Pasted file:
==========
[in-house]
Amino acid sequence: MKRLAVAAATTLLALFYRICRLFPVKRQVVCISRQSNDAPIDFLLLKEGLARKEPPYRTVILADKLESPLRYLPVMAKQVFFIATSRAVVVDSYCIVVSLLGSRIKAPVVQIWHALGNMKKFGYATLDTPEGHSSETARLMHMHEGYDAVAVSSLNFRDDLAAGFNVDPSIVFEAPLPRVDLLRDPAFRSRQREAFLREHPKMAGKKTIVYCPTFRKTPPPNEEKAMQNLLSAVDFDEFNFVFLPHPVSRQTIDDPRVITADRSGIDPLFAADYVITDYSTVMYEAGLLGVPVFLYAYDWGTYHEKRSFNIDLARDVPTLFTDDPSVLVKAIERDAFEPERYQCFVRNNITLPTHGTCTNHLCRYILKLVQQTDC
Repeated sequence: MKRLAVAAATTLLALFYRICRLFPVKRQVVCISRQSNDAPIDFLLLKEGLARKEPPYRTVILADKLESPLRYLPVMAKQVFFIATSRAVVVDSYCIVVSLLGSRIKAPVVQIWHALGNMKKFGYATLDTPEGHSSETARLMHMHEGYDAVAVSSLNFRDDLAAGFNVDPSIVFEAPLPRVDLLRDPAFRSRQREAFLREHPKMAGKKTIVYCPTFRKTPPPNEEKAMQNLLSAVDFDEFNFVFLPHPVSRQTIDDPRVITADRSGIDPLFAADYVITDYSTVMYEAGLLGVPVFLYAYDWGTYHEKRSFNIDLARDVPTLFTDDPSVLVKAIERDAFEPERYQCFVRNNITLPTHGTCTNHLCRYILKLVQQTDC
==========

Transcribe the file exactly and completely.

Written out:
[in-house]
Amino acid sequence: MKRLAVAAATTLLALFYRICRLFPVKRQVVCISRQSNDAPIDFLLLKEGLARKEPPYRTVILADKLESPLRYLPVMAKQVFFIATSRAVVVDSYCIVVSLLGSRIKAPVVQIWHALGNMKKFGYATLDTPEGHSSETARLMHMHEGYDAVAVSSLNFRDDLAAGFNVDPSIVFEAPLPRVDLLRDPAFRSRQREAFLREHPKMAGKKTIVYCPTFRKTPPPNEEKAMQNLLSAVDFDEFNFVFLPHPVSRQTIDDPRVITADRSGIDPLFAADYVITDYSTVMYEAGLLGVPVFLYAYDWGTYHEKRSFNIDLARDVPTLFTDDPSVLVKAIERDAFEPERYQCFVRNNITLPTHGTCTNHLCRYILKLVQQTDC
Repeated sequence: MKRLAVAAATTLLALFYRICRLFPVKRQVVCISRQSNDAPIDFLLLKEGLARKEPPYRTVILADKLESPLRYLPVMAKQVFFIATSRAVVVDSYCIVVSLLGSRIKAPVVQIWHALGNMKKFGYATLDTPEGHSSETARLMHMHEGYDAVAVSSLNFRDDLAAGFNVDPSIVFEAPLPRVDLLRDPAFRSRQREAFLREHPKMAGKKTIVYCPTFRKTPPPNEEKAMQNLLSAVDFDEFNFVFLPHPVSRQTIDDPRVITADRSGIDPLFAADYVITDYSTVMYEAGLLGVPVFLYAYDWGTYHEKRSFNIDLARDVPTLFTDDPSVLVKAIERDAFEPERYQCFVRNNITLPTHGTCTNHLCRYILKLVQQTDC